(barring a blunder by
||Incidentally, this is the same as allowing a piece to
move twice under
certain circumstancesonce to capture, and then
again to move back to its
original space. This means that pieces could
themselves, allowing them to threaten or capture
themselves at risk. Placing a piece so as to block the
king from check
would be essentially a sacrifice, and would end up
with the king in check
again anyway, because the king would be unable to
protect the piece that is blocking check. It also
pieces that are blocking check couldn't be
pinned so long as they had a weapon. This idea
undermines several key
strategy aspects of the game that devolve from the
mandatory one move
per turn tempo. Put that way, it may be a little
clearer why it wouldn't
||Interesting [ytk]. I wonder if there's a way to balance the exaggerated advantage White has. Give white one fewer weapon? Allow Black, but not White, to have an armed King?
||I think if you're going to introduce offensive weapons, there must be defensive "weapons" also (shield, armour, a "keep"...) to maintain balance.
||Perhaps the weapons would start with the King to mitigate White's advantage by a few moves.
||The discs should be concealed, and only revealed (by upturning the piece) when the piece is captured. Showing its concealed disc makes it invulnerable and the attacking piece instead dies.
||^ which uses up the weapon.
||Thus making combinatorial game theorists everywhere
squirm, by changing chess from a perfect information
game to an imperfect information game.
||1. e4, Nf6
2. Qh5, N-->h5 (Knight shoots h5).
...and now you are playing as white against a standard Alekhine's Defense but you are down a Queen. Good luck with that.
I don't think the problem lies in a Black vs White direction but rather in a Pieces vs Pawns one. The poor little pawns will be shot down in droves if they are no longer able to rely on support from their friends to deter attack by the big boys. + though. Could be interesting.
||We could also try making the King invulnerable to weapons; thus he has to be checkmated the "normal" way.
||"Knight one you are cleared for immediate departure"
||The voice carried a good deal more emotion than
Cindy intended. James hadn't hidden the ring well
enough. As she dispatched her not-yet-fiance into the
heat and danger of battle she clenched her fist tightly
around her rosary.
||With a typical depth of focus he was running down his
checklist. Flaps, stabilizers, weapons.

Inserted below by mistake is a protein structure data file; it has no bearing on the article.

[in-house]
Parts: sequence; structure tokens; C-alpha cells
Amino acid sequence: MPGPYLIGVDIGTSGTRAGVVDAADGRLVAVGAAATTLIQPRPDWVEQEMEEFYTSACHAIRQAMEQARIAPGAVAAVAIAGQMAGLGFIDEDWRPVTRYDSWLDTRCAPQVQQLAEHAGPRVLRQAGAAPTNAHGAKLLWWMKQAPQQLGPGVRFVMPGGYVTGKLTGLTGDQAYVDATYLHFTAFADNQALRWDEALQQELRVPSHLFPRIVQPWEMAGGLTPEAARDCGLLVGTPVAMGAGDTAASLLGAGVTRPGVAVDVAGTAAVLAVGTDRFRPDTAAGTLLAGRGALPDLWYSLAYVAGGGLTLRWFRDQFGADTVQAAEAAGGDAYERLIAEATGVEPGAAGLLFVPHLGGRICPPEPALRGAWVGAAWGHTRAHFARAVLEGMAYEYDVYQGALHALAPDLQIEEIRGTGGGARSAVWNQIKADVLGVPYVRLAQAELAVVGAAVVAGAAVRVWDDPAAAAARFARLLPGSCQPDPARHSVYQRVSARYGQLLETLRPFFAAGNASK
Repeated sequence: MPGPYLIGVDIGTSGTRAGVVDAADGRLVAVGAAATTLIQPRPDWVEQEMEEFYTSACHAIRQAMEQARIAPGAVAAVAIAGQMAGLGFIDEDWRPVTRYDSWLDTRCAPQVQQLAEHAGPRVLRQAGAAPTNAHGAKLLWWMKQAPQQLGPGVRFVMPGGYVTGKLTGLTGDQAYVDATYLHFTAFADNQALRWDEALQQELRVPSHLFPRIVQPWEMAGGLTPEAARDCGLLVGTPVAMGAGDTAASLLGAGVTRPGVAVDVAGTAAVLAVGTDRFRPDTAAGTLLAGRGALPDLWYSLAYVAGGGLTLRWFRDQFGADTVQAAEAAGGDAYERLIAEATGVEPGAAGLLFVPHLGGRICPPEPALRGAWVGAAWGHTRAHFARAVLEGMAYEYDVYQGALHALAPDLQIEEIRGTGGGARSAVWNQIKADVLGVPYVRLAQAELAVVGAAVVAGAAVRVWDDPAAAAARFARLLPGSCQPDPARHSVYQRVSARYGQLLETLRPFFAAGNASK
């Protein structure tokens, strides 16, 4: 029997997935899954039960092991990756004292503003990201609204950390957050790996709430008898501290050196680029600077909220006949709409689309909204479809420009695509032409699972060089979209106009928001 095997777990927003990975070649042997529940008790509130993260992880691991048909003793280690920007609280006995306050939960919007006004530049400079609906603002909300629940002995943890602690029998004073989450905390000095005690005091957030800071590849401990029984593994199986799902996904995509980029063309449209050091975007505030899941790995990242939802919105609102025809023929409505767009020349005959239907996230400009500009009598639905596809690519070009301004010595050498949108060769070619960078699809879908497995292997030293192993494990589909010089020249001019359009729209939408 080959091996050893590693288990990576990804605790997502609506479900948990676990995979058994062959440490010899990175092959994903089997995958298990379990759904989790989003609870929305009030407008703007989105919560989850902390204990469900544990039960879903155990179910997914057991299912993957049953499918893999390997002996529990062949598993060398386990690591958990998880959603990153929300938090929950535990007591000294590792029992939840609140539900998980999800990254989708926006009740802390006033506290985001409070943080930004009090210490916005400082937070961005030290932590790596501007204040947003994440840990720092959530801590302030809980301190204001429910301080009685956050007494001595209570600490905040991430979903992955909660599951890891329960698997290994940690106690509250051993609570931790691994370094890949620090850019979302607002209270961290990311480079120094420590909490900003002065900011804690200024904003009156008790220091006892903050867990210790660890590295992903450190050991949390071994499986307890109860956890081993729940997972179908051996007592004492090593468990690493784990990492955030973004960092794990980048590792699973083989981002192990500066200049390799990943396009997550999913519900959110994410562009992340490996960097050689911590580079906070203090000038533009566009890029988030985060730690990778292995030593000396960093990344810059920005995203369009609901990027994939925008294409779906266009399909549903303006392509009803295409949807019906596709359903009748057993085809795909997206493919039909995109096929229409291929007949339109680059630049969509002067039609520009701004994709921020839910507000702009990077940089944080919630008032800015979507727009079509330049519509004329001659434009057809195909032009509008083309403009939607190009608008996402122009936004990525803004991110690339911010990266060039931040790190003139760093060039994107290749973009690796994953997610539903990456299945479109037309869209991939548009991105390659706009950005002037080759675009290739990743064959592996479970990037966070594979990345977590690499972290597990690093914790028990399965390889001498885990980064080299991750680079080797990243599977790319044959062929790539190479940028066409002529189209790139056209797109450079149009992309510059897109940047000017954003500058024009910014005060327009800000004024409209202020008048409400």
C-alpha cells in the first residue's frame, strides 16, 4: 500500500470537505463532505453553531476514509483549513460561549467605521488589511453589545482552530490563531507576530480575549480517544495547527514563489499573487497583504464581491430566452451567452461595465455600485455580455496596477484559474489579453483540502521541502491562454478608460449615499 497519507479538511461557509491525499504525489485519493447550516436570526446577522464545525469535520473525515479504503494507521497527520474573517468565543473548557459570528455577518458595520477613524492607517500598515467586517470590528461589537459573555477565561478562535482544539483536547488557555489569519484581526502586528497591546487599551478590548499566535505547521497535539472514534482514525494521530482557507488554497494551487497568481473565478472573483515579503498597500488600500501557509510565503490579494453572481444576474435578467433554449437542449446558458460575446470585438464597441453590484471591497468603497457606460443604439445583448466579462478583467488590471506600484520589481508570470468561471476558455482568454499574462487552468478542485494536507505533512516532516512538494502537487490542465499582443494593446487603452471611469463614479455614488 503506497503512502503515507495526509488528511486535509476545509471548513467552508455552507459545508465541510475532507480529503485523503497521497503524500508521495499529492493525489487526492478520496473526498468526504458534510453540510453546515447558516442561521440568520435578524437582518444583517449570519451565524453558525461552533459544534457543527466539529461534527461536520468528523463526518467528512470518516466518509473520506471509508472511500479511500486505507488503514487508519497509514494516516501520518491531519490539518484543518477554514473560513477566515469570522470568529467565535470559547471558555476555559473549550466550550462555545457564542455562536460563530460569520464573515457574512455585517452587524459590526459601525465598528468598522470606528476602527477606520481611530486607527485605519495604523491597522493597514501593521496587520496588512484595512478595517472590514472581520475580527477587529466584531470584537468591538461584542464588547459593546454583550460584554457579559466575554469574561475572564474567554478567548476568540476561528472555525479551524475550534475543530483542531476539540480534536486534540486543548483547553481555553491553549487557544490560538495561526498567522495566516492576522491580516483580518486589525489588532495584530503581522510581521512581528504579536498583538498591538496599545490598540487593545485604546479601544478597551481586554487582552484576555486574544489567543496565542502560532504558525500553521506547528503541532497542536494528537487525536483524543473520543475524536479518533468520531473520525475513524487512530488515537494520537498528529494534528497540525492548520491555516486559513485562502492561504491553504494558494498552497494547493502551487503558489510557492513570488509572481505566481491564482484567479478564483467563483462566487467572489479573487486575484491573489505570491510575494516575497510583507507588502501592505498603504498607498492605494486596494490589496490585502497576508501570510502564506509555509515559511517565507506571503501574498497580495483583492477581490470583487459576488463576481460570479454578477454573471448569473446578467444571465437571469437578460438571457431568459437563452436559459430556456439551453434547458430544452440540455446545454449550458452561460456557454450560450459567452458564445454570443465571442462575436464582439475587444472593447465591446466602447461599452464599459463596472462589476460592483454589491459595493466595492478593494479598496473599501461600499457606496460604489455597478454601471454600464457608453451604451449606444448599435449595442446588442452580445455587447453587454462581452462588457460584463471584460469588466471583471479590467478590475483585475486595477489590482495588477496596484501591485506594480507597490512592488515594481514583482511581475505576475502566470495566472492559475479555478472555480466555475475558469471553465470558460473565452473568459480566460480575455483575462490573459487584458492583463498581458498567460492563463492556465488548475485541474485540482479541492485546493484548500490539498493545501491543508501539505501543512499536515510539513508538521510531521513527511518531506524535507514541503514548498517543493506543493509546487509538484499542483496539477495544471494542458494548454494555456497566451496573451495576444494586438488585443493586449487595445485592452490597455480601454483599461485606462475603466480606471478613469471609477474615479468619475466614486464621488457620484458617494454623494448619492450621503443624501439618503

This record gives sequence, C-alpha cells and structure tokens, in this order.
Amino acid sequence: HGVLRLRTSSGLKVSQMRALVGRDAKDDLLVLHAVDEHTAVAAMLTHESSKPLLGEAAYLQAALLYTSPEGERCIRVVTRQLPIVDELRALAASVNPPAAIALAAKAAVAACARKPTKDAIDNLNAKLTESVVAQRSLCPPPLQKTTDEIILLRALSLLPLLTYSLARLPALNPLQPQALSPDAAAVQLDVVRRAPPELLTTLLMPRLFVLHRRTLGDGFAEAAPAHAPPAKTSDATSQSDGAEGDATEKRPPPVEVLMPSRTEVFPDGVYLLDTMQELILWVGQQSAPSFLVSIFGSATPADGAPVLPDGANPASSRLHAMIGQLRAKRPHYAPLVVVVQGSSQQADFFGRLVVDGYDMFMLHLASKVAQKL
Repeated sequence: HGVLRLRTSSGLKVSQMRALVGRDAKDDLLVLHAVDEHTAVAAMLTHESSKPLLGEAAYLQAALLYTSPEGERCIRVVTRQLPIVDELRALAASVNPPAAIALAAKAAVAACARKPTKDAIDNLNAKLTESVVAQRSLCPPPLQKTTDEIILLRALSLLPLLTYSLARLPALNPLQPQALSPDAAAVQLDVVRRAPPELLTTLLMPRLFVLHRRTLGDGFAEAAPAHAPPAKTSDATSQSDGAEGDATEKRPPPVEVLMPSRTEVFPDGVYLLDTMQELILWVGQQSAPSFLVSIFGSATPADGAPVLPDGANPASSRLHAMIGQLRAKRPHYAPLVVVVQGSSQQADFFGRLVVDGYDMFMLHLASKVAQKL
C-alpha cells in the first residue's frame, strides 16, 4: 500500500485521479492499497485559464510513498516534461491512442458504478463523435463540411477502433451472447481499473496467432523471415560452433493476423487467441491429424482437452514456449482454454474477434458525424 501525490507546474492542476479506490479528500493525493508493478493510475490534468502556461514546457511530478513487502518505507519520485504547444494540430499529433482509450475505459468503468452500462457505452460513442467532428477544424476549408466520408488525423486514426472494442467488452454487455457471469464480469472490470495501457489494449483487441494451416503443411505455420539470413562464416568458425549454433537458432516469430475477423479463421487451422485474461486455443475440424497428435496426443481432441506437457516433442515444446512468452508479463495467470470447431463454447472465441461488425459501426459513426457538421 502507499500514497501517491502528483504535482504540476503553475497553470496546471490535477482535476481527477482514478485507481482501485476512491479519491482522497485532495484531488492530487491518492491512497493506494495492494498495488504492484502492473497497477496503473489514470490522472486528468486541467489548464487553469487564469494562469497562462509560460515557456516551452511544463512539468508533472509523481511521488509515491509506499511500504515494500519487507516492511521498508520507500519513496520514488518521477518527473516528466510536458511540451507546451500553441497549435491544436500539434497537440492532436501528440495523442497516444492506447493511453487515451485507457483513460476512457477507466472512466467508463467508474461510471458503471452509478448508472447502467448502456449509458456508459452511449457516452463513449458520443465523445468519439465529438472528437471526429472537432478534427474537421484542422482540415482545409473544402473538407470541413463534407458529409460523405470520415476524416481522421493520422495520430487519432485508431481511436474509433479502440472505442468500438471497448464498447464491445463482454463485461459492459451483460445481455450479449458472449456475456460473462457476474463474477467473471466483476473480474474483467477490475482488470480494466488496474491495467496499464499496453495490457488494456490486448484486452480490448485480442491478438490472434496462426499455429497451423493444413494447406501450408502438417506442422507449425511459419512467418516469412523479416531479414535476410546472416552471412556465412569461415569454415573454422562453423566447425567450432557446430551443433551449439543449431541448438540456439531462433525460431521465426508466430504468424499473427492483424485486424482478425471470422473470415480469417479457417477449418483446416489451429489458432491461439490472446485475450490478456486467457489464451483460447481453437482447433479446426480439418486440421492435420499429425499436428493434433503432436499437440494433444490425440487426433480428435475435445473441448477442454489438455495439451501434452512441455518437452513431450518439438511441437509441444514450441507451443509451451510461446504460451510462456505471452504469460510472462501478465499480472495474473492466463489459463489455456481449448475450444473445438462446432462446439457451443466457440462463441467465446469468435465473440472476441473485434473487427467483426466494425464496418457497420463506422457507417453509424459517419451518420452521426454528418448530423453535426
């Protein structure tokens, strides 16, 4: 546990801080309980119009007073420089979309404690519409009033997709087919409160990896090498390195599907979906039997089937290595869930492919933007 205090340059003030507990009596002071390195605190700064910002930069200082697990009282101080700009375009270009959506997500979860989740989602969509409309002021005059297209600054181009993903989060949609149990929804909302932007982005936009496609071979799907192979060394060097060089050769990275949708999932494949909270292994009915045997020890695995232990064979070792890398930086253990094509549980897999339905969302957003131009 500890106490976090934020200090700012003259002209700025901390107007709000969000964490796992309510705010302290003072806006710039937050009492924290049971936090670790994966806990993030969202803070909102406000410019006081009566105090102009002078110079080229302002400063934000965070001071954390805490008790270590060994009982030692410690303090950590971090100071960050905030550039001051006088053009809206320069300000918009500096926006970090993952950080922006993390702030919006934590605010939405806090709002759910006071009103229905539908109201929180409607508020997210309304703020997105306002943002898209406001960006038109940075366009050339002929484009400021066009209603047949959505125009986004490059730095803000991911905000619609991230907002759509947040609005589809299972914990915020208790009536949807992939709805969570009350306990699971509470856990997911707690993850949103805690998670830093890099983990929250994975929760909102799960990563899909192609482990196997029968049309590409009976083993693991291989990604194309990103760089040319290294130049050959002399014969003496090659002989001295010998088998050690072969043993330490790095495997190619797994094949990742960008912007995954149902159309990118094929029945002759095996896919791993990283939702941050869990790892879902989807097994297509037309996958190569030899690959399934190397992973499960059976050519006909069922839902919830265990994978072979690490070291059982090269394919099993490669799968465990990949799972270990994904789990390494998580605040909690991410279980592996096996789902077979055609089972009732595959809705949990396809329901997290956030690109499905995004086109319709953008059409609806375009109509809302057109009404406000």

||It was to be the end of a long battle and his unlit cigar
smelled damn good through the layers of combat suit.
"Not 'til the fat lady sings" but he was cocky-confident
about this one. The briefing showed how this strike
against Queen White would open the way for the
Bishop's men to march across the landscape and take
the "good" king's castle. The war would be over. The
devil would die.
||The only move black has to save the knight now is Ng8 (back to its starting
position), thereby costing Black two tempos at the beginning of the game.
And even so, White could then play Q-->f7, opening up a critical hole,
allowing Q-->f8 to shoot the bishop, or Bd3 to threaten mate. Black
basically hits the ground running from White's weapons, and a good player
could likely continually force Black into positions where he was unable to
even use his weapons, rendering them useless.
||//We could also try making the King invulnerable to weapons; thus he has
to be checkmated the "normal" way.//
||This wouldn't change anything, as the King would be invulnerable to
weapons anyway. That is, there's no legal position where the King could
be attacked by a weapon that wouldn't already be check.
||2. ... g6
3. Q-->Nf6, Bg7
||You're a Knight up but now there is a threat of B-->b2 and Ba1. Block with 4. Nc3 and there is B-->c3 which brings us back to material parity, block the diagonal with the pawn by 4.c3 and your development is not looking quite so good and I think either d7 followed by bringing out the other bishop, or Nc6 look good for black because he will have his pieces out ahead of the pawns whilst your pieces are cowering behind their pawns and can't get a good shot in. The only piece you've got out front is the Queen and she's out of bullets! Also, I've just realised, Bf6 at some point allows the bishop to pick up the fallen Knight's weapon, should it have one, thereby allowing total domination of the h8-a1 diagonal.
||Maybe all the weapons should start out in the Rooks (which look like armories or gun towers anyway). This would force both players to develop pieces more before the weapons come into play.